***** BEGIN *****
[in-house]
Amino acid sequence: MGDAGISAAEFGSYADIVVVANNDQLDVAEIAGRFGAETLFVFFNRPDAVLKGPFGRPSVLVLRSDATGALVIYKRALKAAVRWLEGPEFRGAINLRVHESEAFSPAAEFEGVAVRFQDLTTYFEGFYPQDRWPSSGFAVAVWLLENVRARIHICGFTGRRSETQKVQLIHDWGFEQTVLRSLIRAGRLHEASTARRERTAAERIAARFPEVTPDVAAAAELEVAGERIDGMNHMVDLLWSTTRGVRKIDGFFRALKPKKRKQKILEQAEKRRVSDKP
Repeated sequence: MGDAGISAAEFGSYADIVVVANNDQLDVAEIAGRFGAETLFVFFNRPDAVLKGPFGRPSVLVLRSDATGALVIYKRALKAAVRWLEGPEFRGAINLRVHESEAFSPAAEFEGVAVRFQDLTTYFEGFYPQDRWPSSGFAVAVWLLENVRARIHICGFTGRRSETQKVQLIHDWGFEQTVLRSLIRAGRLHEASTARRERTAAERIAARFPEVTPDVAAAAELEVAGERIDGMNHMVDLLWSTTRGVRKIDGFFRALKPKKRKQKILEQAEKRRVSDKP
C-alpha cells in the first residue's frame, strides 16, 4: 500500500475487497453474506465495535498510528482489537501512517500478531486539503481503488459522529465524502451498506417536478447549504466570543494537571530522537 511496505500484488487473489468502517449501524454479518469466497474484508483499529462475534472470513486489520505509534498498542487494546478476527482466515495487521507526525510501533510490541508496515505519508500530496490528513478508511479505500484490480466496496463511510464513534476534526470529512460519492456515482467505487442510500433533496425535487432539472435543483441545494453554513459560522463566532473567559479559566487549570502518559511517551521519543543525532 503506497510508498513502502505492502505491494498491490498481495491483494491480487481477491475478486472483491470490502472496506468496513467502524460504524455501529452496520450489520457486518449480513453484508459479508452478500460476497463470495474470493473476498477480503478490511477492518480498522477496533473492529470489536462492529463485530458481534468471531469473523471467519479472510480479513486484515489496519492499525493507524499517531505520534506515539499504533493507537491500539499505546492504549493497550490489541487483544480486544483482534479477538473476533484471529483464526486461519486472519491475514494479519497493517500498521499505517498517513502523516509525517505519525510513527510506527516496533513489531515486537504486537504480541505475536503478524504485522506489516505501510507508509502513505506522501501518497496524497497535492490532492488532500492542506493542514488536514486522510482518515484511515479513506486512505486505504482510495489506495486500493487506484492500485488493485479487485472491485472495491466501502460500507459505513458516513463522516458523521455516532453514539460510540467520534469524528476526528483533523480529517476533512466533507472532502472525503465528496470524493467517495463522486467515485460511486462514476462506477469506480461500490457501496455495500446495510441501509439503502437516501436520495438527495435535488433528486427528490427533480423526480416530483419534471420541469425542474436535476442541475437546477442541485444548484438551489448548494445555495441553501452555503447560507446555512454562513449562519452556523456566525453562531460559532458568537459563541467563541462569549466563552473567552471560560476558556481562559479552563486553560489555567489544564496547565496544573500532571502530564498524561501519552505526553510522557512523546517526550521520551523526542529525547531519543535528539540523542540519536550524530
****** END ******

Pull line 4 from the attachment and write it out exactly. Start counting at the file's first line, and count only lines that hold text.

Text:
C-alpha cells in the first residue's frame, strides 16, 4: 500500500475487497453474506465495535498510528482489537501512517500478531486539503481503488459522529465524502451498506417536478447549504466570543494537571530522537 511496505500484488487473489468502517449501524454479518469466497474484508483499529462475534472470513486489520505509534498498542487494546478476527482466515495487521507526525510501533510490541508496515505519508500530496490528513478508511479505500484490480466496496463511510464513534476534526470529512460519492456515482467505487442510500433533496425535487432539472435543483441545494453554513459560522463566532473567559479559566487549570502518559511517551521519543543525532 503506497510508498513502502505492502505491494498491490498481495491483494491480487481477491475478486472483491470490502472496506468496513467502524460504524455501529452496520450489520457486518449480513453484508459479508452478500460476497463470495474470493473476498477480503478490511477492518480498522477496533473492529470489536462492529463485530458481534468471531469473523471467519479472510480479513486484515489496519492499525493507524499517531505520534506515539499504533493507537491500539499505546492504549493497550490489541487483544480486544483482534479477538473476533484471529483464526486461519486472519491475514494479519497493517500498521499505517498517513502523516509525517505519525510513527510506527516496533513489531515486537504486537504480541505475536503478524504485522506489516505501510507508509502513505506522501501518497496524497497535492490532492488532500492542506493542514488536514486522510482518515484511515479513506486512505486505504482510495489506495486500493487506484492500485488493485479487485472491485472495491466501502460500507459505513458516513463522516458523521455516532453514539460510540467520534469524528476526528483533523480529517476533512466533507472532502472525503465528496470524493467517495463522486467515485460511486462514476462506477469506480461500490457501496455495500446495510441501509439503502437516501436520495438527495435535488433528486427528490427533480423526480416530483419534471420541469425542474436535476442541475437546477442541485444548484438551489448548494445555495441553501452555503447560507446555512454562513449562519452556523456566525453562531460559532458568537459563541467563541462569549466563552473567552471560560476558556481562559479552563486553560489555567489544564496547565496544573500532571502530564498524561501519552505526553510522557512523546517526550521520551523526542529525547531519543535528539540523542540519536550524530